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2nd Sunday in Ordinary Time (Ages 9-12): Who chooses disciples?

(Begin by reading the Gospel or have someone read it to you. This way the Word will speak to you first before we think about it together.)


John 1.35-42


The Gospel for this week takes place the day after Jesus is baptized. This is St. John's account of events. (John the apostle, not John the Baptist.) We hear about Jesus acquiring his first disciples. Seven sentences are spoken aloud. Each one is interesting, but one of them is particularly odd:

‘Look, here is the Lamb of God!’
‘What are you looking for?’
‘Rabbi, where are you staying?’
‘Come and see.’
‘We have found the Messiah’
‘You are Simon son of John.
You are to be called Cephas’

One of these sentences is not true. I admit, I did not notice it at first. Let's look at each sentence.


The next day John again was standing with two of his disciples, and as he watched Jesus walk by, he exclaimed, ‘Look, here is the Lamb of God!’

John the Baptist is standing still. Jesus is in motion. John exclaims this strange name for Jesus only after he sees Jesus, only after Jesus comes near. It is a strange name because only John the Baptist uses this title for Jesus. It is not a phrase that is used anywhere else in Holy Scripture. Lambs are sacrificed to commemorate the Passover: God saving the Jewish people, leading them to freedom, giving them the Word and forming them into the people of God. We know it is a name that is fitting for Jesus because he saves us, leads us to freedom, gives us himself--the Word made flesh--and forms us into the people of God. This sentence is not the untruth.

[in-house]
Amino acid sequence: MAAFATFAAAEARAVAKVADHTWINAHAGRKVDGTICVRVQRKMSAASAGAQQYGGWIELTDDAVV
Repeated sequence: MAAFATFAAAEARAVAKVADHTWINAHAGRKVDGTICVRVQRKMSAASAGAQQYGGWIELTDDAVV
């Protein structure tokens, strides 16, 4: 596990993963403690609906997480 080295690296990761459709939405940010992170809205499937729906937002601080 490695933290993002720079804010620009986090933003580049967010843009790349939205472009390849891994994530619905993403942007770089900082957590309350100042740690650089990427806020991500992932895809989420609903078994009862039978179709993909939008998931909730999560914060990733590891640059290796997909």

The two disciples heard him say this, and they followed Jesus. When Jesus turned and saw them following, he said to them, ‘What are you looking for?’

John the Baptist's sentence sends the two disciples after Jesus. Jesus turns. Jesus sees them. They are seen by him. Jesus asks them a probing question. That means he asks them to look inside of themselves. He is not asking them what they are doing, but why. In effect, he asks, what is it that you want? What do you desire? That is a question that probes their hearts. The question is not the untruth.

They said to him, ‘Rabbi’ (which translated means Teacher), ‘where are you staying?’

Their question does not directly answer Jesus' question, but it is not the untruth. Why do they not answer him directly? Perhaps they have not examined their own hearts. Their question, though, tells us something about them. They want to know more about Jesus. They only know that he is a rabbi, a teacher. They must sense that there is more to him. They want to come closer to him.

He said to them, ‘Come and see.’ They came and saw where he was staying, and they remained with him that day. It was about four o’clock in the afternoon.

Jesus invites them to come closer. He says come and see, and the disciples come and see. No untruth here. (Of course, we never expected Jesus to say something untrue!)

One of the two who heard John speak and followed him was Andrew, Simon Peter’s brother. He first found his brother Simon and said to him, ‘We have found the Messiah’ (which is translated Anointed).